Students listening and watching in remote classrooms can switch their classroom from remote room mode to host room mode by simply going to the touchscreen and selecting a different display or control. The original host room then defaults to remote room status. This collaborative feature of the spanned classroom promotes easy and active two-way sharing of content and ideas without the restriction of physical classroom barriers. It ensures equality between classroom audiences and presenters.

A spanned classroom is the simultaneous delivery of a teaching and learning lesson that takes place across two or more physical classrooms. Spanned classrooms are fitted out with presenter and audience microphones; room tracking cameras; and computer monitors.

How does a spanned classroom work?

A spanned classroom is an automated video conferencing environment. Two or more rooms are automatically turned on and connected at the same time with each sending and receiving sound and camera content. Computer display content is only sent from the host room to remote classrooms.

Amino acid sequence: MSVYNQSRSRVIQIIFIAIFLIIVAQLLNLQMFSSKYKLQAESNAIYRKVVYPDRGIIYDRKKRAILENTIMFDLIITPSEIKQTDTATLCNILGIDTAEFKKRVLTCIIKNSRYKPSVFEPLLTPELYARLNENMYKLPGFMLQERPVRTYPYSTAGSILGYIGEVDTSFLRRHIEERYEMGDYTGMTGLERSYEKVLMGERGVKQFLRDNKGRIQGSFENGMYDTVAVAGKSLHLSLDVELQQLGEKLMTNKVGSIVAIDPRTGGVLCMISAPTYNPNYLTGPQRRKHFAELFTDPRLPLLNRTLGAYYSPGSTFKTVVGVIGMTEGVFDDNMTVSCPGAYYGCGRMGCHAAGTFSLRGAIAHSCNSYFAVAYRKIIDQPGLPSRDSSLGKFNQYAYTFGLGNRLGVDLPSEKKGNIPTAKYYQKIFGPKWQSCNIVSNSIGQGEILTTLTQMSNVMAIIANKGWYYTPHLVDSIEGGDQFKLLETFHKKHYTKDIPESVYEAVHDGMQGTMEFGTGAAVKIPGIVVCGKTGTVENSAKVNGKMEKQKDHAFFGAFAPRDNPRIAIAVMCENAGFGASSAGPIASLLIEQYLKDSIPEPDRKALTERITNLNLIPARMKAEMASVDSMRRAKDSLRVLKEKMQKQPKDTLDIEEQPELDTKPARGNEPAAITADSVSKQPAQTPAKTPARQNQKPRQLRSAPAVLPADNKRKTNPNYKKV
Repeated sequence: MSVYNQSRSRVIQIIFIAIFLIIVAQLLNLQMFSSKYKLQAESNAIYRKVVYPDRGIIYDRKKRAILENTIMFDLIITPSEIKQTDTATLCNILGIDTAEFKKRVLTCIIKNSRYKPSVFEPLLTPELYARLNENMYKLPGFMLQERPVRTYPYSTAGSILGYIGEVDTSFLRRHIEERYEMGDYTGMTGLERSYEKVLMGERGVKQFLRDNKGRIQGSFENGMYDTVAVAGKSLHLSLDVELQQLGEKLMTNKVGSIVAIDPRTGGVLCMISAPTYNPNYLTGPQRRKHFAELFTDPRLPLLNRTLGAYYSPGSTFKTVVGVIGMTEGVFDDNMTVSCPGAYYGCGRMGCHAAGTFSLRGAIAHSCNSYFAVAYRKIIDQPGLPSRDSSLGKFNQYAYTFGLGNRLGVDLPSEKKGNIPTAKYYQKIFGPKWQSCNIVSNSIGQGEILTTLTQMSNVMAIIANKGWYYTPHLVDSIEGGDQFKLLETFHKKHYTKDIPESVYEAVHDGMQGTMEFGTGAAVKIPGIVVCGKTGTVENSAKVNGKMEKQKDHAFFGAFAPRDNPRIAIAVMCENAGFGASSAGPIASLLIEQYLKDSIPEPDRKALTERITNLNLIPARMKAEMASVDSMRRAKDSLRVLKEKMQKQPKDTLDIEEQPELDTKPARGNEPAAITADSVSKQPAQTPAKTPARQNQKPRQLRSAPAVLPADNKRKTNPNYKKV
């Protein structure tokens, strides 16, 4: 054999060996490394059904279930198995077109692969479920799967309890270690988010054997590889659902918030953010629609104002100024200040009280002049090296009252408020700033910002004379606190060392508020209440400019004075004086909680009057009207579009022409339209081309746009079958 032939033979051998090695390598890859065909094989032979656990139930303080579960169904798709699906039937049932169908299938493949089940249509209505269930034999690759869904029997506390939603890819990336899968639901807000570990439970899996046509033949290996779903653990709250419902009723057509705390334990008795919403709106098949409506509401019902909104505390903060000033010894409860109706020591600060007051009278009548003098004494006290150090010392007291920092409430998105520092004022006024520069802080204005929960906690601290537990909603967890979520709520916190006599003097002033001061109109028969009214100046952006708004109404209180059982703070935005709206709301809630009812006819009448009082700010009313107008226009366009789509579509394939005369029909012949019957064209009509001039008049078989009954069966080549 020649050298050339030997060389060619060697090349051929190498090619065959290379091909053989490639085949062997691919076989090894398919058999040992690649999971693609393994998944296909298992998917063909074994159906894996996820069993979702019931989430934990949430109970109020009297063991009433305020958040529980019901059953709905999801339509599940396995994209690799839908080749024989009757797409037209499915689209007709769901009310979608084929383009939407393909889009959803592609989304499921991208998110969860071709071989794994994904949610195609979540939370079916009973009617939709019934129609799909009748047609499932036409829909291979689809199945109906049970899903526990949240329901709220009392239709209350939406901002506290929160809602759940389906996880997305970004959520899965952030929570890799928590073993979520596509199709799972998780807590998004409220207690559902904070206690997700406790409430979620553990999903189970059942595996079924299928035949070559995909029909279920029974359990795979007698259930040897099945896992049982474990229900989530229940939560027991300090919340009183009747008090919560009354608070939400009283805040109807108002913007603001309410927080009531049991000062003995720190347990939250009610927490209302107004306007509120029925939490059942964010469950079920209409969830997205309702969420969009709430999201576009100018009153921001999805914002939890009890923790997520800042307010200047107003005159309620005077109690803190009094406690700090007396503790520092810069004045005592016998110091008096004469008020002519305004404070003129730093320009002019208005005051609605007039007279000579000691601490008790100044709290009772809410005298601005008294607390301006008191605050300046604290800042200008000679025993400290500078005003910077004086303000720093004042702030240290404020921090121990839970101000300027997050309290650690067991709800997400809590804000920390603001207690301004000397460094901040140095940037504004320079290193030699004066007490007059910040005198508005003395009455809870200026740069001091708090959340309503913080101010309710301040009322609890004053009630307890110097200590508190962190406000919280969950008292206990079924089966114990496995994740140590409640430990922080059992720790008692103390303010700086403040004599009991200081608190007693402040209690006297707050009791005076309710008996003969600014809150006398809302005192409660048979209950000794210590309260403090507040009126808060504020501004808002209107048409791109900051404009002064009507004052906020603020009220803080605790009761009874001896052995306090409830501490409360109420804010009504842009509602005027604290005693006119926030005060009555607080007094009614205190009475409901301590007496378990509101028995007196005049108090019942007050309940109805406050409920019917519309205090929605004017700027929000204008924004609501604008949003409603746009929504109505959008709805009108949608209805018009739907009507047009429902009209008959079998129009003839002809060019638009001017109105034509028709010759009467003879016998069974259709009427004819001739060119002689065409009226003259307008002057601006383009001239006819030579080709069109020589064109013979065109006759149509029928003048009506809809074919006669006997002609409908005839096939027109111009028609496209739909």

A host room is activated once a person, normally a teacher, turns on the room computer, connects a laptop, or selects a source option on the audio-visual display unit. The other linked rooms then default to remote classroom mode.

A remote classroom can switch into host room mode when someone in the remote classroom walks up to the audio-visual display unit and selects a different source or connects a device, such as a room computer or laptop.

What are the benefits of a spanned classroom?

There are benefits associated with spanned classrooms.

The main benefit is it provides teachers with the opportunity to deliver one class to two or more other physical ECU classrooms at the same time while remaining present in one ECU classroom.

Teachers have the option of choosing to have room cameras and microphones focussed on themselves as they teach and this is called ‘presenter mode’ or on all audiences in all rooms and this is called ‘collaboration mode’ which ensures all students, including those located in remote classrooms, can be seen and heard.

The spanned classroom environment adheres to ECU’s commitment which is to integrate new technologies that enhance and support the teaching and learning experience.